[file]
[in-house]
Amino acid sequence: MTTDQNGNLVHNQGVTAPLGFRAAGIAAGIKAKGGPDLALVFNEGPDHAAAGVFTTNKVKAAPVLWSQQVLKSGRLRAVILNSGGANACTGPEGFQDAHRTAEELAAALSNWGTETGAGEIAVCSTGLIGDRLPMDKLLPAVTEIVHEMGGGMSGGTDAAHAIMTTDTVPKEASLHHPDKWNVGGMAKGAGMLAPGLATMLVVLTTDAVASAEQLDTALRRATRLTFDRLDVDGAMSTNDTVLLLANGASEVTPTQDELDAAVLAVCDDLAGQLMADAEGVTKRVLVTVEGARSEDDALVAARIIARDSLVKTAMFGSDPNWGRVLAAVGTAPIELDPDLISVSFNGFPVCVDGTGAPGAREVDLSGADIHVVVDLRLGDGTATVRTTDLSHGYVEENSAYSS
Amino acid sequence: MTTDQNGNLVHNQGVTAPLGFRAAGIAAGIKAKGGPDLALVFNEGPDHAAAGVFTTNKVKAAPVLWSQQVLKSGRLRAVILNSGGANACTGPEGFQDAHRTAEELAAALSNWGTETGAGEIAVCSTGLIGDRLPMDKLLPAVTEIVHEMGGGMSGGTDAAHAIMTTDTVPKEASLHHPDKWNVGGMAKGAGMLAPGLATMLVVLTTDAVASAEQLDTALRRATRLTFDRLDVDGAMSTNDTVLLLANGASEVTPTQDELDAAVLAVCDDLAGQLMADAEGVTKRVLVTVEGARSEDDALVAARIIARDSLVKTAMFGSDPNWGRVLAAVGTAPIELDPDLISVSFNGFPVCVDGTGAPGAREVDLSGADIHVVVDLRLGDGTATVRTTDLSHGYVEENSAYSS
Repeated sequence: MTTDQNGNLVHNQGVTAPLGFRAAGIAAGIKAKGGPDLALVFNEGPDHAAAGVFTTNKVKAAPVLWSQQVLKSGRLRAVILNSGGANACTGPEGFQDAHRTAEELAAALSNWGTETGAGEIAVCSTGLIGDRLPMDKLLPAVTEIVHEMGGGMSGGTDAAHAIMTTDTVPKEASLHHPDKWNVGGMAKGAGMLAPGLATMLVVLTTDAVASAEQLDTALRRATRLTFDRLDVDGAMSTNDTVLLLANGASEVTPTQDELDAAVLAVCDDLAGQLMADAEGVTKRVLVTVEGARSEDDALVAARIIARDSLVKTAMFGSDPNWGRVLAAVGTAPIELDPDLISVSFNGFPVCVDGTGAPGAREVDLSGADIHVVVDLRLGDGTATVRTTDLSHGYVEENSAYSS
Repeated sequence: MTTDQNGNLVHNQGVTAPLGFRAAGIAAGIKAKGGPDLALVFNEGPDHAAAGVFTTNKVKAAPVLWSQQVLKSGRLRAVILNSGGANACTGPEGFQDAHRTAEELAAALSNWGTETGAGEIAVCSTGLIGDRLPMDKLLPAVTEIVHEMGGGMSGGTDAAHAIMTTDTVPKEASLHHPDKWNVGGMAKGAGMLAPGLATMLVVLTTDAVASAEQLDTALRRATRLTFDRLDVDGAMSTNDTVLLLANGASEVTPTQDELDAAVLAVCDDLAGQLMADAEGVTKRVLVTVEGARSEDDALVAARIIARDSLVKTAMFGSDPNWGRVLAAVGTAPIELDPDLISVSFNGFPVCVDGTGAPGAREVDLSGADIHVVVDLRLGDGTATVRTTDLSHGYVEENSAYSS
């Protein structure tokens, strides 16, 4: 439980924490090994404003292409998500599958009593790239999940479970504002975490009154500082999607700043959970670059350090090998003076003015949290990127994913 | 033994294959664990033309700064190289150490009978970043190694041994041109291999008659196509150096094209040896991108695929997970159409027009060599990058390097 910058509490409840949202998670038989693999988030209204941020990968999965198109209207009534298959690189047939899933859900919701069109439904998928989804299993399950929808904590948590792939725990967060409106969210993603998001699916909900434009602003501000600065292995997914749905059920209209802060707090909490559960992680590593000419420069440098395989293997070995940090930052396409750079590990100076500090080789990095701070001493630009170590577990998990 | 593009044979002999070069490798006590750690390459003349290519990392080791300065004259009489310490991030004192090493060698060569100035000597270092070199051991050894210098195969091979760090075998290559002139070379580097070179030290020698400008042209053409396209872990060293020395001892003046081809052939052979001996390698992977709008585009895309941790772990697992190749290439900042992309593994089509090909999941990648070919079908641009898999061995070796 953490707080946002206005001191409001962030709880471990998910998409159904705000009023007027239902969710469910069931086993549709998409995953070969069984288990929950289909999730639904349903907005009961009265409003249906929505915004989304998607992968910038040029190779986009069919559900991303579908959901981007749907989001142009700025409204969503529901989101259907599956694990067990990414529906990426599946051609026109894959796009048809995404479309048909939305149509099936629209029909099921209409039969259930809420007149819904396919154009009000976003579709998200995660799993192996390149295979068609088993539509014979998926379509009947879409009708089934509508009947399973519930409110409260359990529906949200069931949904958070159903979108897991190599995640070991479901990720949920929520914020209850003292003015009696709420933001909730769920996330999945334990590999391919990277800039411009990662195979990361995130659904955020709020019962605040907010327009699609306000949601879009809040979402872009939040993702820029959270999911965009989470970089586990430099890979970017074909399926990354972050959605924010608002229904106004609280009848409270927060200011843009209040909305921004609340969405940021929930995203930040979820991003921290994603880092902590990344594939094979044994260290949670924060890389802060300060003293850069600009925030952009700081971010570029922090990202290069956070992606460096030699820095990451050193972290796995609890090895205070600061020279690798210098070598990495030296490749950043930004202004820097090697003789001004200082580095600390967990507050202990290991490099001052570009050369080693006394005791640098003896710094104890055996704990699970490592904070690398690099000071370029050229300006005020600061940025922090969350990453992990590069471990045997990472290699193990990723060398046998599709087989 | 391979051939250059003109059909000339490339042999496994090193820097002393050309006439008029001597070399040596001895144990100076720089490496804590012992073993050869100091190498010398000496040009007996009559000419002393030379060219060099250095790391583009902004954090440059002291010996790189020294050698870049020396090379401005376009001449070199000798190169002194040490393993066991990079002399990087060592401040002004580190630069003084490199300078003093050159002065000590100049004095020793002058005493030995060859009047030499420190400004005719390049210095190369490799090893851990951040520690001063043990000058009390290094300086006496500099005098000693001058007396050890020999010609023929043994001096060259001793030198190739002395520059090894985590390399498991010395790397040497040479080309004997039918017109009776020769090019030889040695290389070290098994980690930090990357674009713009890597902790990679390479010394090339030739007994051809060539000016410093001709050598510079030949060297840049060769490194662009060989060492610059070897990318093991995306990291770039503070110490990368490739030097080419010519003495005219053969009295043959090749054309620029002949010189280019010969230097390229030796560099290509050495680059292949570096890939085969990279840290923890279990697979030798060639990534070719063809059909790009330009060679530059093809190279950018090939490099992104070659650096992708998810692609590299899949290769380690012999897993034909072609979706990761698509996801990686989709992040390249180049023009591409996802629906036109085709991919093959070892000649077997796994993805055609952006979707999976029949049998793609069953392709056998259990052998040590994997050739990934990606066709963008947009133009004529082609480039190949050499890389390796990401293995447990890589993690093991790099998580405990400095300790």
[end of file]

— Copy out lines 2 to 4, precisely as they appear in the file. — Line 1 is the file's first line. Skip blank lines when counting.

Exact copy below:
Amino acid sequence: MTTDQNGNLVHNQGVTAPLGFRAAGIAAGIKAKGGPDLALVFNEGPDHAAAGVFTTNKVKAAPVLWSQQVLKSGRLRAVILNSGGANACTGPEGFQDAHRTAEELAAALSNWGTETGAGEIAVCSTGLIGDRLPMDKLLPAVTEIVHEMGGGMSGGTDAAHAIMTTDTVPKEASLHHPDKWNVGGMAKGAGMLAPGLATMLVVLTTDAVASAEQLDTALRRATRLTFDRLDVDGAMSTNDTVLLLANGASEVTPTQDELDAAVLAVCDDLAGQLMADAEGVTKRVLVTVEGARSEDDALVAARIIARDSLVKTAMFGSDPNWGRVLAAVGTAPIELDPDLISVSFNGFPVCVDGTGAPGAREVDLSGADIHVVVDLRLGDGTATVRTTDLSHGYVEENSAYSS
Amino acid sequence: MTTDQNGNLVHNQGVTAPLGFRAAGIAAGIKAKGGPDLALVFNEGPDHAAAGVFTTNKVKAAPVLWSQQVLKSGRLRAVILNSGGANACTGPEGFQDAHRTAEELAAALSNWGTETGAGEIAVCSTGLIGDRLPMDKLLPAVTEIVHEMGGGMSGGTDAAHAIMTTDTVPKEASLHHPDKWNVGGMAKGAGMLAPGLATMLVVLTTDAVASAEQLDTALRRATRLTFDRLDVDGAMSTNDTVLLLANGASEVTPTQDELDAAVLAVCDDLAGQLMADAEGVTKRVLVTVEGARSEDDALVAARIIARDSLVKTAMFGSDPNWGRVLAAVGTAPIELDPDLISVSFNGFPVCVDGTGAPGAREVDLSGADIHVVVDLRLGDGTATVRTTDLSHGYVEENSAYSS
Repeated sequence: MTTDQNGNLVHNQGVTAPLGFRAAGIAAGIKAKGGPDLALVFNEGPDHAAAGVFTTNKVKAAPVLWSQQVLKSGRLRAVILNSGGANACTGPEGFQDAHRTAEELAAALSNWGTETGAGEIAVCSTGLIGDRLPMDKLLPAVTEIVHEMGGGMSGGTDAAHAIMTTDTVPKEASLHHPDKWNVGGMAKGAGMLAPGLATMLVVLTTDAVASAEQLDTALRRATRLTFDRLDVDGAMSTNDTVLLLANGASEVTPTQDELDAAVLAVCDDLAGQLMADAEGVTKRVLVTVEGARSEDDALVAARIIARDSLVKTAMFGSDPNWGRVLAAVGTAPIELDPDLISVSFNGFPVCVDGTGAPGAREVDLSGADIHVVVDLRLGDGTATVRTTDLSHGYVEENSAYSS